Understanding QRadar: A SIEM For the Cloud, Kubernetes, and More

Learning Objectives

• Understand what a SIEM is

• Learn about SIEM data sources

• Understand what SIEMs can/can't do

• Learn about IEM's QRadar

• Learn about the connection between QRadar and Mezmo

Understanding QRadar: A SIEM For the Cloud, Kubernetes, and More

Security threats are constantly evolving. To stay ahead of them, organizations need systematic tools for collecting and analyzing data from across their IT environments to detect and mitigate risks.

QRadar, IBM's Security Information and Event Management (SIEM) tool, is one popular solution for this need. Keep reading for an overview of how QRadar works, why you'd use it, and which new features are available for making the most of QRadar.

What Is a SIEM?

To understand what QRadar is, you must first understand a SIEM.

A SIEM is a platform that automatically collects and analyzes data related to security. By parsing large volumes of data, SIEMs can detect anomalies that may signal a security issue. They then typically send alerts so that IT or security teams can respond to the problem.

SIEMs can also automatically assess the impact of known breaches and help teams determine which security risks to prioritize.

SIEM Data Sources

The data that SIEMs collect can originate from a wide variety of sources. Common examples of data sources for SIEMs include:

  • Operating system logs
  • Application logs
  • Orchestration logs (like those generated by Kubernetes)
  • Logs from network devices
  • User requests and behaviors (such as account creation and login requests)
  • Network traffic data

SIEMs aren't necessarily limited to these data sources. A SIEM can ingest and analyze virtually any type of data, if the data is correctly formatted. In general, the more data you feed into a SIEM, the better, as long as the information is of high quality.

Who Needs a SIEM?

SIEMs are a foundational component of any modern security toolset. Without a SIEM, it would be virtually impossible to detect and manage security threats given the vast amounts of data and the highly complex IT environments that the typical organization operates in today. Although in theory you could manually detect  risks, that approach is only practical in the smallest and simplest of IT environments.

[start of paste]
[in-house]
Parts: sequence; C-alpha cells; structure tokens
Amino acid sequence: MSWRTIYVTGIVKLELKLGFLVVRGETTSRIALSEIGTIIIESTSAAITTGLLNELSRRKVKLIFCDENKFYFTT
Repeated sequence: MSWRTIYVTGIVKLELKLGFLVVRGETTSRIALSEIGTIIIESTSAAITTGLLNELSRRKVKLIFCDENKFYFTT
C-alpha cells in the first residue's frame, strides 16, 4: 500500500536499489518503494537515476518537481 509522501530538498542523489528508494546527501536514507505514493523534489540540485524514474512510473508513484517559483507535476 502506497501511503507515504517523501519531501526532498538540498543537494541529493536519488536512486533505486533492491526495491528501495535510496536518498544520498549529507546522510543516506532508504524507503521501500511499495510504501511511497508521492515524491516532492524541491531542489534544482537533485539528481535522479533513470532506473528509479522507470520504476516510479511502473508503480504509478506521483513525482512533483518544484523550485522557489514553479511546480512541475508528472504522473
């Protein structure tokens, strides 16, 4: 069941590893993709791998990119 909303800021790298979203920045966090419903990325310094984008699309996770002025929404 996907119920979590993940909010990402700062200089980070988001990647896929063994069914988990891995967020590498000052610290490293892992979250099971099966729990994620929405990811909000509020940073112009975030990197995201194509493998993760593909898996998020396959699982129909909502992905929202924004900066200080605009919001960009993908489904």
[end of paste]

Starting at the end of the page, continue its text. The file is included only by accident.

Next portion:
In many organizations, security teams are the primary users of a SIEM. However, other stakeholders may also benefit. For example, network engineers can use SIEMs to help determine whether an unexpected spike in network usage results from a security issue or a configuration issue. Or, developers could use SIEMs to assess whether a new application release correlates with a spike in security events.

What SIEMs Can't Do

While SIEMs are a crucial security tool, it's essential to recognize that they're not end-to-end security solutions unto themselves. Essential tasks that SIEMs typically don't handle are:

  • Security posture management: this refers to assessing how secure an environment's configurations are. SIEMs can detect threats that arise due to poor posture management, but SIEMs don't usually determine environment configurations.
  • Security incident response: Organizations use separate tools and processes to manage their response after a SIEM tool flags a security risk.
  • Complex threat analysis: SIEMs are great at automatically detecting and assessing risks. But in the case of genuinely complex threats or active, concerted attacks, teams will typically need more insights than the automated alerts and recommendations that SIEMs can provide.

What Is IBM QRadar?

QRadar is IBM's SIEM product. In addition to offering standard SIEM functionality, QRadar is notable for these features:

  • Automatic log normalization. Automatic log normalization helps standardize data collected from a diverse array of sources.
  • QRadar can correlate and contextualize events based on similar types of events
  • QRadar has built-in compliance reporting to support internal and external compliance reporting and auditing
  • QRadar supports deployment in cloud environments as well as on-premises
  • QRadar integrates with over 400 external products and platforms. The integrations streamline data collection from various data sources and tasks like alert and response management.

Q1 Labs originally developed QRadar. IBM acquired that company in 2011, making QRadar a core part of IBM's product platform.

Better Together: QRadar and Mezmo

While a SIEM like QRadar is excellent at detecting security events, one of the common challenges that teams face in using SIEMs is feeding them sufficient data. Manually connecting each data source to a SIEM is hard work if you have dozens of different applications, operating system types, cloud services, and so on, which have logs or other data resources that need to be ingested by the SIEM.

To solve this challenge, QRadar supports integration with observability solutions like Mezmo, formerly known as LogDNA. Mezmo automatically handles the hard work of ingesting data, then streaming it into QRadar for security analysis.

In addition to saving time and effort, integration between QRadar and Mezmo provides the benefit of making it easy to perform security analysis alongside other types of analysis. You can use QRadar to assess Mezmo data sources for security purposes, while also leveraging Mezmo itself to evaluate performance, availability, and other general-purpose observability priorities.


SIEMs like QRadar are vital tools for managing modern security risks. But to get the most value out of them, you'll want a plan for solving the most common pain point of SIEM deployment, which is managing data collection. Solutions like Mezmo can help.

It’s time to let data charge